A- what- who the hell cares? It has nothing to do with america we can't even take care of ourselves little lone several other countrys at one time. If someone killed your family and friends then took your livelyhood away, what wood you do? would you hate them and want to kill them? Good thing there so far away they can't reach us and the rest of the middle east too

    February 15, 2010 at 10:16 pm | Report abuse |
  5. Insan Mukmin

    How can the international community solve Afghanistan's drug problem when drug warlords are part of the ruling government of Hamid Karzai and opium production is the main national product? Afghanistan is a narco-state and solving this would require huge amounts of money which nobody is willing to fork out.

    February 15, 2010 at 7:06 pm | Report abuse |
  6. A. Smith, Oregon

    One of the possible reason why Opium-Poppy production went down was that Bush-Cheney is no longer in the White House. During their horrific administration, Opium-Poppy fields expanded some 300% to push Afghanistan to producing 98% of all the Opium-Heroin in the entire world! The CIA-Bush-Cheney-Opium-Heroin connection is definitely something that INTERPOL has looked long and hard at for the past 7 years. And why not, Interpol often has to deal with the horrific violence and mass addiction that Heroin has on rural cities and county's in Europe and around the world.

    February 15, 2010 at 6:20 pm | Report abuse |
  7. Chip H

    It's all perfectly well and good for Karzai to demand additional US funds to pay the Taliban to 'lay down their arms' and lay about Kabul on the US welfare tax dole, but it's quite another thing to go into a farming community and wipe out their crop, just because YOU think it's an illegal crop, their very lives depend on it, whether they live one more year as freemen, or become indentured sharecroppers, depends on whether we pay every farmer for their crop. Anything less is just a slow-motion form of genocide, and it's not like the OEF-A is poor, not when US taxpayers are being tapped $130,000,000,000 a year for this GWOT2, when Viet Nam only cost $65,000,000,000, in the same dollars, against 400,000 NVietnamese troops. Something is SNAFUBAR. We need more beancounters and less Round Up exterminators.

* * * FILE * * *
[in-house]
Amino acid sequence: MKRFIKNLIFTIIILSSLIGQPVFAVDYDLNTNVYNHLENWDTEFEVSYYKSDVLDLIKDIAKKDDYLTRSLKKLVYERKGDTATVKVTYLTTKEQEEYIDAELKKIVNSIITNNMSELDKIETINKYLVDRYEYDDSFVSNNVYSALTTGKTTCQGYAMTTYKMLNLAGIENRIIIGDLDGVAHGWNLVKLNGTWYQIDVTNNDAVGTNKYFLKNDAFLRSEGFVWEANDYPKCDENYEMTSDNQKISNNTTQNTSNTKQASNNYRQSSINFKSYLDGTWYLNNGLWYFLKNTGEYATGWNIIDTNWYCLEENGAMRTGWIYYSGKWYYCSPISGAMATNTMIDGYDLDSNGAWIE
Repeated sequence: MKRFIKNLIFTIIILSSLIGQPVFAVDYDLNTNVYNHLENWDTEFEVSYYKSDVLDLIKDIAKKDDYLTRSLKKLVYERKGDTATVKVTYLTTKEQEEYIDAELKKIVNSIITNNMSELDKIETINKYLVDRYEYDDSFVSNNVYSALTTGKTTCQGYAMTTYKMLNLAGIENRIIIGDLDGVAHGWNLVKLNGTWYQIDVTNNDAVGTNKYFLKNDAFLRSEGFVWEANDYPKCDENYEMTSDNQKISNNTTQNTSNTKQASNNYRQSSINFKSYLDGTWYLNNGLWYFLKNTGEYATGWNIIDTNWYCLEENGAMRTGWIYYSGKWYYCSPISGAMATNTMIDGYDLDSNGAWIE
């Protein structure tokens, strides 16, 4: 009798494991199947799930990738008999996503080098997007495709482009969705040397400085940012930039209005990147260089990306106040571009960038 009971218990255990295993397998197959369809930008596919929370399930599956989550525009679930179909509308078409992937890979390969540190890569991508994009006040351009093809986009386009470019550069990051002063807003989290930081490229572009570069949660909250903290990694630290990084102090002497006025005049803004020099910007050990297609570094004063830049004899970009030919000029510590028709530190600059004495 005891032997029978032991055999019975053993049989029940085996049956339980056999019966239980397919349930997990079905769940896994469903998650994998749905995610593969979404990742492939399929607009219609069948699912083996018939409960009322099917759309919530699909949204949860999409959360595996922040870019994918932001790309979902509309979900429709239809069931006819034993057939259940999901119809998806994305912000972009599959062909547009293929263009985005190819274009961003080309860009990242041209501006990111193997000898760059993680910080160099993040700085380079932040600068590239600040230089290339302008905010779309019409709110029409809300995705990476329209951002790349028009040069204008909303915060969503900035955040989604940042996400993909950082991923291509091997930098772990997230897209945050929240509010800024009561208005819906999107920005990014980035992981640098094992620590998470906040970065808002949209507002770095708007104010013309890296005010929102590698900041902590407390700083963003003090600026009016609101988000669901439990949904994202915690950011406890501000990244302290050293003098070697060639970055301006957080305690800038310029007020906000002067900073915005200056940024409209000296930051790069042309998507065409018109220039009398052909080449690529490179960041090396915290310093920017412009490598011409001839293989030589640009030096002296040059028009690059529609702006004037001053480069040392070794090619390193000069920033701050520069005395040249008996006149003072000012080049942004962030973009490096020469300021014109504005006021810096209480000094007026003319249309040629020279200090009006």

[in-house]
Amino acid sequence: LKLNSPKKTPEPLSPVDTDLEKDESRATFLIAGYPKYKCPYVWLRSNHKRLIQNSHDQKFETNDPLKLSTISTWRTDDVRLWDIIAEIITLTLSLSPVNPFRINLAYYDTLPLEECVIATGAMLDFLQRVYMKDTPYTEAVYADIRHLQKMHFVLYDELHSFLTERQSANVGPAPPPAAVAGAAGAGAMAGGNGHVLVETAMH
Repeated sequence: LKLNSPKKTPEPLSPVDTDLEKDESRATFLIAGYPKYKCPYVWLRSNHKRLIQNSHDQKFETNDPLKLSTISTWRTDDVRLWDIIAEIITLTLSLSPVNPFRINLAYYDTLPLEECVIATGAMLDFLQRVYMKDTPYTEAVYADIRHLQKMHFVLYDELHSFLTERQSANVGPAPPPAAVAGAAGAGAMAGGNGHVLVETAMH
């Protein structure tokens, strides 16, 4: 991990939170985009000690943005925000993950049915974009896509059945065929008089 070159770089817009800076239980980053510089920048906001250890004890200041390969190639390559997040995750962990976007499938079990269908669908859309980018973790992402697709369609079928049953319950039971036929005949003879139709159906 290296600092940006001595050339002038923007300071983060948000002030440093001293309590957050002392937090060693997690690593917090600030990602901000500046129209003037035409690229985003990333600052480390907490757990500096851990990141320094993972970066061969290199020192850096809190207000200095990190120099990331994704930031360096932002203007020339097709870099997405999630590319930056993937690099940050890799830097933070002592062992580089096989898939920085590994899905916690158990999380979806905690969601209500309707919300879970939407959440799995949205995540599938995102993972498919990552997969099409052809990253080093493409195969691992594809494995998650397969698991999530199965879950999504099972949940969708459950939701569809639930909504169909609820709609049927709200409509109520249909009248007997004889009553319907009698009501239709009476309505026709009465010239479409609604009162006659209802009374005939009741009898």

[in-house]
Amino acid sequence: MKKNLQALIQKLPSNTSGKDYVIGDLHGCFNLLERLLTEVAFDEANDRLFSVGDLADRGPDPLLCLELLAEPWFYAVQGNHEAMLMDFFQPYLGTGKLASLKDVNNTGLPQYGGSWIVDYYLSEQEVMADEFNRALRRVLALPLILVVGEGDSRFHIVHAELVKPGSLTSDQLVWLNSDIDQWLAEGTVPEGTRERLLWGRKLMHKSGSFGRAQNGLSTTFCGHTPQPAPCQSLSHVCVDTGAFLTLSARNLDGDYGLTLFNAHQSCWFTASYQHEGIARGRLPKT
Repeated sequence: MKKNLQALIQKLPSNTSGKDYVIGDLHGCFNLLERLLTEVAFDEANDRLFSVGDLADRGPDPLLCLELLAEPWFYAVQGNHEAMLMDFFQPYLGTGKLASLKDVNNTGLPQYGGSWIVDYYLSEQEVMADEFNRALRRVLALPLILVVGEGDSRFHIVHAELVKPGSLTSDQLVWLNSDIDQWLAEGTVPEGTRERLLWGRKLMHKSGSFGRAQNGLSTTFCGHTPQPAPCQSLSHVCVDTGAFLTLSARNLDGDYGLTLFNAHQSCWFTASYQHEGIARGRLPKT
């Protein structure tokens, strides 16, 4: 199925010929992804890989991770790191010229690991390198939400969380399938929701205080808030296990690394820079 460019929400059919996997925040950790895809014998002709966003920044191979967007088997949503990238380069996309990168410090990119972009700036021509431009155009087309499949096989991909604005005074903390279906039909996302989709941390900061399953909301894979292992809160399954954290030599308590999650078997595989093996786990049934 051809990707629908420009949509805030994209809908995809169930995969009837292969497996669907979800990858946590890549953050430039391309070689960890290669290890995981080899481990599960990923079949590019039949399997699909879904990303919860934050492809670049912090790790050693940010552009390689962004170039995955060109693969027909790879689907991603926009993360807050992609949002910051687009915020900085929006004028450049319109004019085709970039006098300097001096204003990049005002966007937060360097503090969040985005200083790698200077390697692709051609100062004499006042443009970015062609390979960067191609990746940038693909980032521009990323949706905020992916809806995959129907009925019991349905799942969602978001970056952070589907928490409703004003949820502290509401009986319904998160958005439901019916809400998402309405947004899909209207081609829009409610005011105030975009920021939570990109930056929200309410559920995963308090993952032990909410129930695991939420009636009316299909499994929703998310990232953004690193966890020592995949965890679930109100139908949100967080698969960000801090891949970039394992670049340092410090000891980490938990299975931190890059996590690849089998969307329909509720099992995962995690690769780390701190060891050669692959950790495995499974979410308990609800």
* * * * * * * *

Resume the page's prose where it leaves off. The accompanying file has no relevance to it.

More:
February 15, 2010 at 4:11 am | Report abuse |
  8. Holly D Trott

    Thank you for checking the facts but I am perplexed as to why these facts would surprise anyone. The obvious reason for securing this area would indeed appear to be to slow the production of opium.However, throughout history, when has an military offensive objective been restricted to a singular goal. It should be deduced from the recent intel regarding the insurgent captured crossing from Afghanistan to Yemenin possession of a list of about 500 phone numbers of fellow insurgents that our military's strategic planning included intel as this. One can rationalize that their insistance of forewarning the public on the surge was not solely to prevent the lose of civilian lives but to also to enhance their ability to track and locate insurgents prior to and after the surge.

    February 15, 2010 at 2:00 am | Report abuse |
  9. devis

    Thanks to all who contribute something each day.to this planet to make it a garden of Eden again especially to the brave troops who are in Afhganistan.

    February 14, 2010 at 10:52 pm | Report abuse |